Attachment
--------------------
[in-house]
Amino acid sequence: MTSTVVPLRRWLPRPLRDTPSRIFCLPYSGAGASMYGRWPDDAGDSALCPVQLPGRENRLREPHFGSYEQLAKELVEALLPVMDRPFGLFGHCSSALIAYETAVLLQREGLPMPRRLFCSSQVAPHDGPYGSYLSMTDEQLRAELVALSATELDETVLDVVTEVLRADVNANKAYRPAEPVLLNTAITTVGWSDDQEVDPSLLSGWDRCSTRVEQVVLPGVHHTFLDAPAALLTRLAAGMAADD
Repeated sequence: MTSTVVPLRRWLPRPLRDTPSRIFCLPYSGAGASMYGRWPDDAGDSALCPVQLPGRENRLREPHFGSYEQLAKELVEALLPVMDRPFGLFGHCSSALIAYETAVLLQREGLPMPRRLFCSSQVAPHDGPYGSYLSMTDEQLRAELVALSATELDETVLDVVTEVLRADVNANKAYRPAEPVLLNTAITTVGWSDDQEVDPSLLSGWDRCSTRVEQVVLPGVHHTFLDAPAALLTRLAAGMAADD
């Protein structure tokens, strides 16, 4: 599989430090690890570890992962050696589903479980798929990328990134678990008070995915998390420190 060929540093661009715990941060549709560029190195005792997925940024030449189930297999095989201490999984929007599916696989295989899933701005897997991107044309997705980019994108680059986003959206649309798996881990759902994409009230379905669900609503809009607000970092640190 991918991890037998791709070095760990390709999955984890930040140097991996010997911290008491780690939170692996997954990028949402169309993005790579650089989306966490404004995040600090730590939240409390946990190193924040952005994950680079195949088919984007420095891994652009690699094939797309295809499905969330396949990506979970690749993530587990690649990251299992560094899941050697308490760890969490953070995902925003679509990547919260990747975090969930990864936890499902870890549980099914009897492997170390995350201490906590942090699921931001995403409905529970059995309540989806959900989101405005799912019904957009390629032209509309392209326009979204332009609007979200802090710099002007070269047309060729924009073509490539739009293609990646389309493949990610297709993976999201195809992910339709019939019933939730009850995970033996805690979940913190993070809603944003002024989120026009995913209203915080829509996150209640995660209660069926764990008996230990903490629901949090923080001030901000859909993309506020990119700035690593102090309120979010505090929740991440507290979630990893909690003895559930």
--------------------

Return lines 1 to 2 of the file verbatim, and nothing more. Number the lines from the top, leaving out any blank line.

[in-house]
Amino acid sequence: MTSTVVPLRRWLPRPLRDTPSRIFCLPYSGAGASMYGRWPDDAGDSALCPVQLPGRENRLREPHFGSYEQLAKELVEALLPVMDRPFGLFGHCSSALIAYETAVLLQREGLPMPRRLFCSSQVAPHDGPYGSYLSMTDEQLRAELVALSATELDETVLDVVTEVLRADVNANKAYRPAEPVLLNTAITTVGWSDDQEVDPSLLSGWDRCSTRVEQVVLPGVHHTFLDAPAALLTRLAAGMAADD